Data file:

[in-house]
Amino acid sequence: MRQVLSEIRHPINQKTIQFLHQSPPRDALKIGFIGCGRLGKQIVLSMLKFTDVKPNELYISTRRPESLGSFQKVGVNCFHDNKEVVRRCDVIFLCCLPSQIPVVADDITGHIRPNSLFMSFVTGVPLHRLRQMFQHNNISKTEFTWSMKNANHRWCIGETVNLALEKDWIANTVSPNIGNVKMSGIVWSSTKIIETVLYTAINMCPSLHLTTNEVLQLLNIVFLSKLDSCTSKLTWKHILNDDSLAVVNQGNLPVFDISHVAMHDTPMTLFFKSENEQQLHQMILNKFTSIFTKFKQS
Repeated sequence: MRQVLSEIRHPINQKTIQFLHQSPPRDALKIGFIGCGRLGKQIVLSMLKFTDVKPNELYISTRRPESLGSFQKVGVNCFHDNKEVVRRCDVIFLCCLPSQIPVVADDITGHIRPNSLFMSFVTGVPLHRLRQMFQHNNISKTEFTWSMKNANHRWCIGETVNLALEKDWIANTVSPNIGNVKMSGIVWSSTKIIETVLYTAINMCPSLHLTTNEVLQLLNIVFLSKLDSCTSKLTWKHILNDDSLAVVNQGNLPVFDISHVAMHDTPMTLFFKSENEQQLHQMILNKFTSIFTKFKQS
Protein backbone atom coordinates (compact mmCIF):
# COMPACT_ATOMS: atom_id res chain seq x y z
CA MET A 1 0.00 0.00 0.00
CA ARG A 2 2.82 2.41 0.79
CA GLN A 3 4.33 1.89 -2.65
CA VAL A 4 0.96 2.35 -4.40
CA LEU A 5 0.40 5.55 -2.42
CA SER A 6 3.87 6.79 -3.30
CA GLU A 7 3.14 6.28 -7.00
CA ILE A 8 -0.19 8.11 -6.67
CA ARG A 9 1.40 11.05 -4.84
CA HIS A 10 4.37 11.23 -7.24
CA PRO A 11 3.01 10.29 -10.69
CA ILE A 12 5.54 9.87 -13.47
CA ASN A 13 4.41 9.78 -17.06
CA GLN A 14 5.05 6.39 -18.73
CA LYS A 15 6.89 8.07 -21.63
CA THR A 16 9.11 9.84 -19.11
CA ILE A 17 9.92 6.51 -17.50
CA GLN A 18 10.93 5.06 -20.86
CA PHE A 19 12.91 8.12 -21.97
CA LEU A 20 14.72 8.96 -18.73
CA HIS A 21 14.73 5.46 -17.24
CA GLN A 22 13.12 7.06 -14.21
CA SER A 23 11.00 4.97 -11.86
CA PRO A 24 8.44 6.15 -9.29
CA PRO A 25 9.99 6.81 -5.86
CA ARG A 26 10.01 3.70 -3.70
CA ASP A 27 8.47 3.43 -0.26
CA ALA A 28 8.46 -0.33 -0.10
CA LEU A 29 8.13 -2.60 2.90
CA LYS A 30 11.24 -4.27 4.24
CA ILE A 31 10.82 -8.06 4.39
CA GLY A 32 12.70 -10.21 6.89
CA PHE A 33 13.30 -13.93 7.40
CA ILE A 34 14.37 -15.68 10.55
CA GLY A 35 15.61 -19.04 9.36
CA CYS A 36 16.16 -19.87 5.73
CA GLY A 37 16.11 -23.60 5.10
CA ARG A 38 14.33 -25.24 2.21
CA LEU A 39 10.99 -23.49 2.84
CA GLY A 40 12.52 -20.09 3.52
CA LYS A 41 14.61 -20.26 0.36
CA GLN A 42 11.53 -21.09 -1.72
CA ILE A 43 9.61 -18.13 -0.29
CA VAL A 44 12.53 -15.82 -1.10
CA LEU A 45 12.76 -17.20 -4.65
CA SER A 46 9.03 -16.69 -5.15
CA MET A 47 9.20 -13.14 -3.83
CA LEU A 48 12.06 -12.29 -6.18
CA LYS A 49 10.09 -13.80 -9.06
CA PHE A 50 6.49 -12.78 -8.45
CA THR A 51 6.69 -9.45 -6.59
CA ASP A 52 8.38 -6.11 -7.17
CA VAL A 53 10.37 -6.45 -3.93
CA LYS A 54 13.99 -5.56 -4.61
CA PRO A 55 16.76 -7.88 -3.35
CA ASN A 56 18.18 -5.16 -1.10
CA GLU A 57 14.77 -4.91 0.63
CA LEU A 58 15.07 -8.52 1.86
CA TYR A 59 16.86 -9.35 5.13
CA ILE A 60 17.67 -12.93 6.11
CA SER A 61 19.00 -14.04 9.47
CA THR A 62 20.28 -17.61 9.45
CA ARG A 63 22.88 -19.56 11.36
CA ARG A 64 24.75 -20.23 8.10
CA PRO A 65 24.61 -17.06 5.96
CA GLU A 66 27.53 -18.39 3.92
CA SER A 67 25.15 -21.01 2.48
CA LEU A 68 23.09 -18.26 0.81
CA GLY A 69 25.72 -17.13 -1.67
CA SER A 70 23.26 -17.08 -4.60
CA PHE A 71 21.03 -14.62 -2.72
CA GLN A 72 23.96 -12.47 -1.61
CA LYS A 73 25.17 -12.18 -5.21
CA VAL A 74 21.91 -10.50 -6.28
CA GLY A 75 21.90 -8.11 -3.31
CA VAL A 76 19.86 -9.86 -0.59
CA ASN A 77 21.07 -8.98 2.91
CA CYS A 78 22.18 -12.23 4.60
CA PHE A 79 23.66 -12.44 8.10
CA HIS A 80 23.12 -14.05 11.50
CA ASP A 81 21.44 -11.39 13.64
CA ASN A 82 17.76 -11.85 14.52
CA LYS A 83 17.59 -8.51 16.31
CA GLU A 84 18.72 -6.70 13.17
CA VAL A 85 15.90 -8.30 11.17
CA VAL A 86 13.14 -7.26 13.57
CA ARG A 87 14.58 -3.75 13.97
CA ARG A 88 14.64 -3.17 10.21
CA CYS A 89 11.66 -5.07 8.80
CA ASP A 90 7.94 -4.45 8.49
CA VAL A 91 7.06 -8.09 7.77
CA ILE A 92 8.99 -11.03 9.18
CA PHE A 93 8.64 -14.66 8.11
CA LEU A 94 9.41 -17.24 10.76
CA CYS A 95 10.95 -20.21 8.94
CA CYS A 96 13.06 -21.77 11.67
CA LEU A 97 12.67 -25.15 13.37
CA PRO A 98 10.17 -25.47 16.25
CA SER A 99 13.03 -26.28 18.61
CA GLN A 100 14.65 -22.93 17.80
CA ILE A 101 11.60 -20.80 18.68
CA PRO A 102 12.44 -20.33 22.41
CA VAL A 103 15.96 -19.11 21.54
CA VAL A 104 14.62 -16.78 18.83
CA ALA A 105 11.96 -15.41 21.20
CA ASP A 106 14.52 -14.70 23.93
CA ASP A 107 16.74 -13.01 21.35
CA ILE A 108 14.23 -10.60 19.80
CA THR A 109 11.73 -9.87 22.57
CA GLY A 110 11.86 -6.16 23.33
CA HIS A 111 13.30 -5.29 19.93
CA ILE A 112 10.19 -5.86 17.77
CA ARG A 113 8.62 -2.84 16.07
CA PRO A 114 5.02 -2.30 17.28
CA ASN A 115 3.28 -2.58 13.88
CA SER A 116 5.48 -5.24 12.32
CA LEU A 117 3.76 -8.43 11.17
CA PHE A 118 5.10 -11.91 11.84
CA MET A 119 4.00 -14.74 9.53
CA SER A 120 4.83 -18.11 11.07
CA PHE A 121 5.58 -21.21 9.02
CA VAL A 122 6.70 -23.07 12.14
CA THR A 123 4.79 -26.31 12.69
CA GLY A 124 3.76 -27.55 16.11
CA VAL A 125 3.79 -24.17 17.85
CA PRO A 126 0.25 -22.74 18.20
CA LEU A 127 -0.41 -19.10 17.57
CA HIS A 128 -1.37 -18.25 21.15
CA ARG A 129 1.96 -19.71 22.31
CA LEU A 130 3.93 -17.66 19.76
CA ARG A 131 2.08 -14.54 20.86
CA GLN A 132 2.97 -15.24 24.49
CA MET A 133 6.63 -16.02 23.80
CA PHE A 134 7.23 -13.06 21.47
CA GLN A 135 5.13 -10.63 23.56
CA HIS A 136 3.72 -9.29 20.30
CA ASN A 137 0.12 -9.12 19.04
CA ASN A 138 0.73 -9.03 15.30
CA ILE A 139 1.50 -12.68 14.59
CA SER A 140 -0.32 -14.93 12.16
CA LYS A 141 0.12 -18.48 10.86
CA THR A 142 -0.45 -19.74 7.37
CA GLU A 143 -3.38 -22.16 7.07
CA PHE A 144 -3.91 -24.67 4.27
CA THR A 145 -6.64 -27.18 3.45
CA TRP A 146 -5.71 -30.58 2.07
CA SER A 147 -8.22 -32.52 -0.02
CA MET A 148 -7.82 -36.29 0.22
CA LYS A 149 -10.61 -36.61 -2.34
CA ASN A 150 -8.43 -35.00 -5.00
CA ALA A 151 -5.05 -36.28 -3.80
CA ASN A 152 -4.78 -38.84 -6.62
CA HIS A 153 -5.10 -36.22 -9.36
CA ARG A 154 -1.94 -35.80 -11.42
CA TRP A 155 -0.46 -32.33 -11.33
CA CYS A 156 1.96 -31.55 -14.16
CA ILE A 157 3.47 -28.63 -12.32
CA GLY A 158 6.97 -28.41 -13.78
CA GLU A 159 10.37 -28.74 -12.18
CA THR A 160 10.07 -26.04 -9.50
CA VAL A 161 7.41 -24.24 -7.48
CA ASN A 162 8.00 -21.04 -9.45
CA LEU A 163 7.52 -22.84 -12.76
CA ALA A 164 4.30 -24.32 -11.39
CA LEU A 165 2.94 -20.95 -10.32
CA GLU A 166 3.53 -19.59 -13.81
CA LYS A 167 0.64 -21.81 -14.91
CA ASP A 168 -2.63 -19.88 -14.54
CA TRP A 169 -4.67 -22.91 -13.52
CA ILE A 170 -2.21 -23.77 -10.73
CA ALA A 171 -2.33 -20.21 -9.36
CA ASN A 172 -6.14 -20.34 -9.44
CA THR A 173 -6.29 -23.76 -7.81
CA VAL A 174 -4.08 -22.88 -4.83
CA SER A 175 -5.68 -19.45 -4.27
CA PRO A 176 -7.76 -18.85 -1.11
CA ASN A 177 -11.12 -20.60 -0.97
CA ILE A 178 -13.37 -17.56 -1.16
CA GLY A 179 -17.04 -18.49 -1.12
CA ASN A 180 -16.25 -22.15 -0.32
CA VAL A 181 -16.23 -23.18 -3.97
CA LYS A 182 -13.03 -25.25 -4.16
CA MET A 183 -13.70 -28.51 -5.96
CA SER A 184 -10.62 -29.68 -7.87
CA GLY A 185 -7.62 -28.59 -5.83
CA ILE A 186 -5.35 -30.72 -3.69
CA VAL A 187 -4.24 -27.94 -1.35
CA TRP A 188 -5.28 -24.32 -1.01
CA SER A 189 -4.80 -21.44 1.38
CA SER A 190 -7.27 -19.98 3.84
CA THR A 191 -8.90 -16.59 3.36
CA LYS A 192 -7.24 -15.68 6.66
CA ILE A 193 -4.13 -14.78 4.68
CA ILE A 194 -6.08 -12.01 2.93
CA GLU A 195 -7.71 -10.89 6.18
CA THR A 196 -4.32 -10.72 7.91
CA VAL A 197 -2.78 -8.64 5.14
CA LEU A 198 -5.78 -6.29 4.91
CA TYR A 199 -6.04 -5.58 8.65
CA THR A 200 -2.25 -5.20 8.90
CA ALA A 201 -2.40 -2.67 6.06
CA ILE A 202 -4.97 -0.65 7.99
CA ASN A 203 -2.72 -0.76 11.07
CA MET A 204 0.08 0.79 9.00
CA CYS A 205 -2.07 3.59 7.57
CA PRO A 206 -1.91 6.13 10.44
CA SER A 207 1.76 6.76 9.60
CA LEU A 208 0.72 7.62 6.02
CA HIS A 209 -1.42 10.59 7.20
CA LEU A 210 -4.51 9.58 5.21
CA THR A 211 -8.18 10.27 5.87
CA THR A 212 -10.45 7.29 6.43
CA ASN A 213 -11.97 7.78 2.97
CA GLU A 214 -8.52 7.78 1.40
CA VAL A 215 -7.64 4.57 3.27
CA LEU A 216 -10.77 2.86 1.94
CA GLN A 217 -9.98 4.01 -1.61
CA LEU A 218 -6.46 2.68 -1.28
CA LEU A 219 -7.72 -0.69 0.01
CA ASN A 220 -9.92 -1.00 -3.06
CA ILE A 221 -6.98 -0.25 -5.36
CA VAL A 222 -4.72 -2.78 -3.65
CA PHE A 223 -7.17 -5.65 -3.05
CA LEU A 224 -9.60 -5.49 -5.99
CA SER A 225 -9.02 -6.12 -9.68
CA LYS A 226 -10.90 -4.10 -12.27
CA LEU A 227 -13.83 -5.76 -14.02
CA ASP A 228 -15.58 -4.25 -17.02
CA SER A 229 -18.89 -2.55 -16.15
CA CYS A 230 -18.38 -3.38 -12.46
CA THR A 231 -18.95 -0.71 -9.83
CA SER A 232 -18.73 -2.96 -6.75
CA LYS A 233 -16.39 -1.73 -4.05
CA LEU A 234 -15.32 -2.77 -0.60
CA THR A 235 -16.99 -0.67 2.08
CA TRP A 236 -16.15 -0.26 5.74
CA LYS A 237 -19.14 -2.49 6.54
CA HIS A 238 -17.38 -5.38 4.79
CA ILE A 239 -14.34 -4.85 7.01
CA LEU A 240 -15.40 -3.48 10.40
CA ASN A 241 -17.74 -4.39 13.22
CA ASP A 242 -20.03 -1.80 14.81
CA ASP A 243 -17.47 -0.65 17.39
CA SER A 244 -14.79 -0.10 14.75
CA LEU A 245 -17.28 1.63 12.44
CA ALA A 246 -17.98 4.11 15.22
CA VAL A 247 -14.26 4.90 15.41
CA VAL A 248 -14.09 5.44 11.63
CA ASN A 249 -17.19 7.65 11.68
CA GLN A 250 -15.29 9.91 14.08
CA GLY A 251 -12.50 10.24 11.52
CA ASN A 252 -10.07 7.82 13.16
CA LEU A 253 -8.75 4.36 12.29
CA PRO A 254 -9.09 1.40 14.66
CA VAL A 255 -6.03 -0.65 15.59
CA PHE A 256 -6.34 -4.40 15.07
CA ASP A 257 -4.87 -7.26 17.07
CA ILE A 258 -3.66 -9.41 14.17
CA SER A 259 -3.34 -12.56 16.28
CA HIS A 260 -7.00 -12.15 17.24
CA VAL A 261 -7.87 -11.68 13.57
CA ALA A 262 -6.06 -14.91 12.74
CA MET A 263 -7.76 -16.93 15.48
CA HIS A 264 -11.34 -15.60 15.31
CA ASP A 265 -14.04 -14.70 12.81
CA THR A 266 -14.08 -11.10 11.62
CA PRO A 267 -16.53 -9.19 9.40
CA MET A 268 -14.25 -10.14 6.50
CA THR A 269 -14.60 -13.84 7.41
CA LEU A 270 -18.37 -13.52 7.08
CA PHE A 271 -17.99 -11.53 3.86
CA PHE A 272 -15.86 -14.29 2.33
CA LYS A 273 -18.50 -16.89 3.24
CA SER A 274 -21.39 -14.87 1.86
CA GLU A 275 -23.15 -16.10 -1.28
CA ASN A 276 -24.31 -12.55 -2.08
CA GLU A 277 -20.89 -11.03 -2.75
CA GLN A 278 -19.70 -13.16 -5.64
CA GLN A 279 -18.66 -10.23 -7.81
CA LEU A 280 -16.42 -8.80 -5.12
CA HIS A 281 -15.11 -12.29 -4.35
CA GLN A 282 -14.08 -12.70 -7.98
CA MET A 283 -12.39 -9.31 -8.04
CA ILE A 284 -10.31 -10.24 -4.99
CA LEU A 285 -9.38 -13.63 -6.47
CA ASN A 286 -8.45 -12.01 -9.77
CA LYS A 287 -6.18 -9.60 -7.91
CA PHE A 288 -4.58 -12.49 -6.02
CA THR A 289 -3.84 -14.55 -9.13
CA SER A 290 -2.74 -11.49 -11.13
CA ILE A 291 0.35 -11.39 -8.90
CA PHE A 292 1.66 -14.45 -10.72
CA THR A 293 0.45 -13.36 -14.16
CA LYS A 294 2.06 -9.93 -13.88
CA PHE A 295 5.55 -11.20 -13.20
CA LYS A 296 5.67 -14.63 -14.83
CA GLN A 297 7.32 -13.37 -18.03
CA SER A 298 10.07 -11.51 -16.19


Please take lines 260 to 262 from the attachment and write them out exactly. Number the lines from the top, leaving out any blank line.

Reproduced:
CA VAL A 255 -6.03 -0.65 15.59
CA PHE A 256 -6.34 -4.40 15.07
CA ASP A 257 -4.87 -7.26 17.07